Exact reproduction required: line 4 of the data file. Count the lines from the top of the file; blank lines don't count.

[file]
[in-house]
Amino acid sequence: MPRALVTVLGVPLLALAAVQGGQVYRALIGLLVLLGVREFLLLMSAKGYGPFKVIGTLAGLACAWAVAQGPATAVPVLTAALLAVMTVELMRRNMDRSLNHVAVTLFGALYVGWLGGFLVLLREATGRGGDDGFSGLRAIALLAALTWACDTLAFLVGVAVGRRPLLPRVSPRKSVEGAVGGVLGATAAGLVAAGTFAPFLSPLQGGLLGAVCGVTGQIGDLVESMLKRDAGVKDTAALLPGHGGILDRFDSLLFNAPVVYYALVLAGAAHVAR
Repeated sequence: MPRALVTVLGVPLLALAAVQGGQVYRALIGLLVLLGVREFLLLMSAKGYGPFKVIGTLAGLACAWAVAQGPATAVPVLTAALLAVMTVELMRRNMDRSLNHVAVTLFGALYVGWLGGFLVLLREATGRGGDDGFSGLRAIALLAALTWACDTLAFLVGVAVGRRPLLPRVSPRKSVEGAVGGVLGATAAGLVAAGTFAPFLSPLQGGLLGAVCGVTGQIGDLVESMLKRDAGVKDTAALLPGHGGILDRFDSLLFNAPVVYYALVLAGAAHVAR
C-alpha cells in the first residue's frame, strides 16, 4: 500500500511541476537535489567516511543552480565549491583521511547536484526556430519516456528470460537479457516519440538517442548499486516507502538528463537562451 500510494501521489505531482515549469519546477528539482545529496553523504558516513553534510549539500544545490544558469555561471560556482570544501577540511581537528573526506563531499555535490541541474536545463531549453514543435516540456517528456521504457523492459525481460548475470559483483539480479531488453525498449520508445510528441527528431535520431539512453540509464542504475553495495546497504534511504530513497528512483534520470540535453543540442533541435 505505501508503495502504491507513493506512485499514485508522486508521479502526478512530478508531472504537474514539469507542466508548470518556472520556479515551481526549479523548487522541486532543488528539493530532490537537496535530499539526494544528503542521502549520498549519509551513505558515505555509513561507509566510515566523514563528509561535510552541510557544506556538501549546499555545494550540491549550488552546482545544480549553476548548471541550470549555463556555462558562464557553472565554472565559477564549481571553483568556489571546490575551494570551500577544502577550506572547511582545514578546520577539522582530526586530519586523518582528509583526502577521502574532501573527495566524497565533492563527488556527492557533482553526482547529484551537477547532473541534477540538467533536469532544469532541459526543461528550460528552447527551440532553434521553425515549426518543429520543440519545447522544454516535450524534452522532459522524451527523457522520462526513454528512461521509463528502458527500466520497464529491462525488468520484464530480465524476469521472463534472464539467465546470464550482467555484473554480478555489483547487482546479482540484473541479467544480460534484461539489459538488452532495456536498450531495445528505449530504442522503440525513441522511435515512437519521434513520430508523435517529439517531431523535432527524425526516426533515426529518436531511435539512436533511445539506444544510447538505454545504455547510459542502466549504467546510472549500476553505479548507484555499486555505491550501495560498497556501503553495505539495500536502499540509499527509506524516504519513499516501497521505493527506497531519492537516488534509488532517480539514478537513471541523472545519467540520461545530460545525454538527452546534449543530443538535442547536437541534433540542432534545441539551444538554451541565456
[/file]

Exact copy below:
C-alpha cells in the first residue's frame, strides 16, 4: 500500500511541476537535489567516511543552480565549491583521511547536484526556430519516456528470460537479457516519440538517442548499486516507502538528463537562451 500510494501521489505531482515549469519546477528539482545529496553523504558516513553534510549539500544545490544558469555561471560556482570544501577540511581537528573526506563531499555535490541541474536545463531549453514543435516540456517528456521504457523492459525481460548475470559483483539480479531488453525498449520508445510528441527528431535520431539512453540509464542504475553495495546497504534511504530513497528512483534520470540535453543540442533541435 505505501508503495502504491507513493506512485499514485508522486508521479502526478512530478508531472504537474514539469507542466508548470518556472520556479515551481526549479523548487522541486532543488528539493530532490537537496535530499539526494544528503542521502549520498549519509551513505558515505555509513561507509566510515566523514563528509561535510552541510557544506556538501549546499555545494550540491549550488552546482545544480549553476548548471541550470549555463556555462558562464557553472565554472565559477564549481571553483568556489571546490575551494570551500577544502577550506572547511582545514578546520577539522582530526586530519586523518582528509583526502577521502574532501573527495566524497565533492563527488556527492557533482553526482547529484551537477547532473541534477540538467533536469532544469532541459526543461528550460528552447527551440532553434521553425515549426518543429520543440519545447522544454516535450524534452522532459522524451527523457522520462526513454528512461521509463528502458527500466520497464529491462525488468520484464530480465524476469521472463534472464539467465546470464550482467555484473554480478555489483547487482546479482540484473541479467544480460534484461539489459538488452532495456536498450531495445528505449530504442522503440525513441522511435515512437519521434513520430508523435517529439517531431523535432527524425526516426533515426529518436531511435539512436533511445539506444544510447538505454545504455547510459542502466549504467546510472549500476553505479548507484555499486555505491550501495560498497556501503553495505539495500536502499540509499527509506524516504519513499516501497521505493527506497531519492537516488534509488532517480539514478537513471541523472545519467540520461545530460545525454538527452546534449543530443538535442547536437541534433540542432534545441539551444538554451541565456